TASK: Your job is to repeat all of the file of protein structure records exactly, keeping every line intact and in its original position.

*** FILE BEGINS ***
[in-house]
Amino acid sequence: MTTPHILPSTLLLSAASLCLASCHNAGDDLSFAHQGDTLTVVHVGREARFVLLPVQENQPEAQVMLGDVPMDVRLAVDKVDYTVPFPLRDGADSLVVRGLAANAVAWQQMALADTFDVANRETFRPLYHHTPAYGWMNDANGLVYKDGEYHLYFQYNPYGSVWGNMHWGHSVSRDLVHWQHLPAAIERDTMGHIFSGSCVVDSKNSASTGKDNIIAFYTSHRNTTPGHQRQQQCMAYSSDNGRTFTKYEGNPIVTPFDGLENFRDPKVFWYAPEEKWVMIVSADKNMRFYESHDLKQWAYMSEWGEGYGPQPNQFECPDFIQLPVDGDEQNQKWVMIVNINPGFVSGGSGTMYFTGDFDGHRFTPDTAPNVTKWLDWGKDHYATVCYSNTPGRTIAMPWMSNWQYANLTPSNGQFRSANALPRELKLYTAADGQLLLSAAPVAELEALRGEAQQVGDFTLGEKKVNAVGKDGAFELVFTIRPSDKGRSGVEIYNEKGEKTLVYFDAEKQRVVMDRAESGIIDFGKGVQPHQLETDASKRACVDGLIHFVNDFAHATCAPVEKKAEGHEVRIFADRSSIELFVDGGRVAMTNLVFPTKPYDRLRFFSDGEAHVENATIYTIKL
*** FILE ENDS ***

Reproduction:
[in-house]
Amino acid sequence: MTTPHILPSTLLLSAASLCLASCHNAGDDLSFAHQGDTLTVVHVGREARFVLLPVQENQPEAQVMLGDVPMDVRLAVDKVDYTVPFPLRDGADSLVVRGLAANAVAWQQMALADTFDVANRETFRPLYHHTPAYGWMNDANGLVYKDGEYHLYFQYNPYGSVWGNMHWGHSVSRDLVHWQHLPAAIERDTMGHIFSGSCVVDSKNSASTGKDNIIAFYTSHRNTTPGHQRQQQCMAYSSDNGRTFTKYEGNPIVTPFDGLENFRDPKVFWYAPEEKWVMIVSADKNMRFYESHDLKQWAYMSEWGEGYGPQPNQFECPDFIQLPVDGDEQNQKWVMIVNINPGFVSGGSGTMYFTGDFDGHRFTPDTAPNVTKWLDWGKDHYATVCYSNTPGRTIAMPWMSNWQYANLTPSNGQFRSANALPRELKLYTAADGQLLLSAAPVAELEALRGEAQQVGDFTLGEKKVNAVGKDGAFELVFTIRPSDKGRSGVEIYNEKGEKTLVYFDAEKQRVVMDRAESGIIDFGKGVQPHQLETDASKRACVDGLIHFVNDFAHATCAPVEKKAEGHEVRIFADRSSIELFVDGGRVAMTNLVFPTKPYDRLRFFSDGEAHVENATIYTIKL